A learning model for battery lifetime prediction of LoRa sensors in additive manufacturing


  • Alberto Morato National Research Council of Italy, CNR-IEIIT, Italy
  • Tommaso Fedullo University of Modena and Reggio Emilia, Italy
  • Stefano Vitturi National Research Council of Italy, CNR-IEIIT, Italy
  • Luigi Rovati University of Modena and Reggio Emilia, Italy
  • Federico Tramarin University of Modena and Reggio Emilia, Italy




LoRa, LoRaWan, IIoT, battery lifetime, machine learning


Today, an innovative leap for wireless sensor networks, leading to the realization of novel and intelligent industrial measurement systems, is represented by the requirements arising from the Industry 4.0 and Industrial Internet of Things (IIoT) paradigms. In fact, unprecedented challenges to measurement capabilities are being faced, with the ever-increasing need to collect reliable yet accurate data from mobile, battery-powered nodes over potentially large areas. Therefore, optimizing energy consumption and predicting battery life are key issues that need to be accurately addressed in such IoT-based measurement systems. This is the case for the additive manufacturing application considered in this work, where smart battery-powered sensors embedded in manufactured artifacts need to reliably transmit their measured data to better control production and final use, despite being physically inaccessible. A Low Power Wide Area Network (LPWAN), and in particular LoRaWAN (Long Range WAN), represents a promising solution to ensure sensor connectivity in the aforementioned scenario, being optimized to minimize energy consumption while guaranteeing long-range operation and low- cost deployment. In the presented application, LoRa equipped sensors are embedded in artifacts to monitor a set of meaningful parameters throughout their lifetime. In this context, once the sensors are embedded, they are inaccessible, and their only power source is the originally installed battery. Therefore, in this paper, the battery lifetime prediction and estimation problems are thoroughly investigated. For this purpose, an innovative model based on an Artificial Neural Network (ANN) is proposed, developed starting from the discharge curve of lithium-thionyl chloride batteries used in the additive manufacturing application. The results of experimental campaigns carried out on real sensors were compared with those of the model and used to tune it appropriately. The results obtained are encouraging and pave the way for interesting future developments.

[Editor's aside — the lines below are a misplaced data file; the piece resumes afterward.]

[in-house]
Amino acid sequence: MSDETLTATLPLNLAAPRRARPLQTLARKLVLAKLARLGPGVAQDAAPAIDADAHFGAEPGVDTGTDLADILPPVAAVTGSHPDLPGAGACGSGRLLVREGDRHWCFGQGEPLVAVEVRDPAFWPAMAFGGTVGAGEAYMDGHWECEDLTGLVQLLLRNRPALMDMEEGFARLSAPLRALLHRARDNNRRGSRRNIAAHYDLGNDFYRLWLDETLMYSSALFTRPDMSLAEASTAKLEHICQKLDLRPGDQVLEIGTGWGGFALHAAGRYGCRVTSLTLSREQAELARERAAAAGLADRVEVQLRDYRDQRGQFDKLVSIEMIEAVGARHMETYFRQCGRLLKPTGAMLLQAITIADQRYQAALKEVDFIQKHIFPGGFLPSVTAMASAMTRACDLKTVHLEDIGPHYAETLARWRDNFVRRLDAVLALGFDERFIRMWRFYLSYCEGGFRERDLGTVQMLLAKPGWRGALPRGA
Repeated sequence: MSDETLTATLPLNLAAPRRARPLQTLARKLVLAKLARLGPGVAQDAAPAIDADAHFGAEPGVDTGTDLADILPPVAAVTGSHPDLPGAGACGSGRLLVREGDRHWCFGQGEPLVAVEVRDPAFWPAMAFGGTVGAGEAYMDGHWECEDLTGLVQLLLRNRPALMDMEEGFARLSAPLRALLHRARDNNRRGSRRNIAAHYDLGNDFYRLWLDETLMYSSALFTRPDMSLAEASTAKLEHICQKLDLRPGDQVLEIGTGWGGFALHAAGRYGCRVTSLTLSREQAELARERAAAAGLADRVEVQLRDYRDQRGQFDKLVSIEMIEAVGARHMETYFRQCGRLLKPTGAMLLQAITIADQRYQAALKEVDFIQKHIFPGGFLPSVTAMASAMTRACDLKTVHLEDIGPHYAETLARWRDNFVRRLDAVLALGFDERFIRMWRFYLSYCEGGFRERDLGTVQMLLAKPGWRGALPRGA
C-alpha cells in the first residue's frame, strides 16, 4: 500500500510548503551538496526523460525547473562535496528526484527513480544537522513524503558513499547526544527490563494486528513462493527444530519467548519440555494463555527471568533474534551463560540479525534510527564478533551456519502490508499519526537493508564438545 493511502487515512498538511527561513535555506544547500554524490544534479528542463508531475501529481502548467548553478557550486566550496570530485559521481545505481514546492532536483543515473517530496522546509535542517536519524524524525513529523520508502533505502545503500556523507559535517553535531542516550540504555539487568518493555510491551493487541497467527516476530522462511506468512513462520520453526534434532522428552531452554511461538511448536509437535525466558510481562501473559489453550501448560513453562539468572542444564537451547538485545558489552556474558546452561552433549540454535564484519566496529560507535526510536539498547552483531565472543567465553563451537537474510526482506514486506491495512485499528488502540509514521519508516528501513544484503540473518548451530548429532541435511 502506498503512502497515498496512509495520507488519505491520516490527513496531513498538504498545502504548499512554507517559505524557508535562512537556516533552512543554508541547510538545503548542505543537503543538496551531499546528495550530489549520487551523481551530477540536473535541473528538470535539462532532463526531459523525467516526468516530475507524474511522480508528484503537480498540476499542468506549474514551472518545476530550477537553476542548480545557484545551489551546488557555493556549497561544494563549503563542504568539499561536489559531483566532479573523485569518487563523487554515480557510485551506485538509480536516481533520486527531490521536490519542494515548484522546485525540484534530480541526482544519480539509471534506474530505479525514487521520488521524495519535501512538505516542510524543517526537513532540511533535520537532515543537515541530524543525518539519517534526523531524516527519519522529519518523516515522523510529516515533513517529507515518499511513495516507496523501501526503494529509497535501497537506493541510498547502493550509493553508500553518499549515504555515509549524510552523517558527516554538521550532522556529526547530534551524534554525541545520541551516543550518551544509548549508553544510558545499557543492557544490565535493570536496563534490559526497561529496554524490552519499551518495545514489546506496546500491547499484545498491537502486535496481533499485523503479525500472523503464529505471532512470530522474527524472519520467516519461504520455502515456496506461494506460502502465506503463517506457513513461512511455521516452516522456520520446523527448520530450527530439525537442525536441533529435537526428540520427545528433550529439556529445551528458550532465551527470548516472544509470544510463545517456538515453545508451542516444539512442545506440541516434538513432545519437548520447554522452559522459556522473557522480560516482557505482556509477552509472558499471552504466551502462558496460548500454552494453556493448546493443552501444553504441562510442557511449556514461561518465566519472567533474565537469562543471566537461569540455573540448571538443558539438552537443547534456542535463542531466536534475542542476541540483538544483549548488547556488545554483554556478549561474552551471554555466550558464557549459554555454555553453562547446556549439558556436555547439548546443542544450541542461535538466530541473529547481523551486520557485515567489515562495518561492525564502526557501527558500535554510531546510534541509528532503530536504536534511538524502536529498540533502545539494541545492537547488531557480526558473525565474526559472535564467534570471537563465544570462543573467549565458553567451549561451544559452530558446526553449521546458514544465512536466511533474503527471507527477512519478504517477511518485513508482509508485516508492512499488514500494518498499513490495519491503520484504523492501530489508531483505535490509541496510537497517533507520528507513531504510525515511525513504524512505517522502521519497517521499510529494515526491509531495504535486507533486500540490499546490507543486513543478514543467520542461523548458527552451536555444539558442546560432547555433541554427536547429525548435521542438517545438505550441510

Research Papers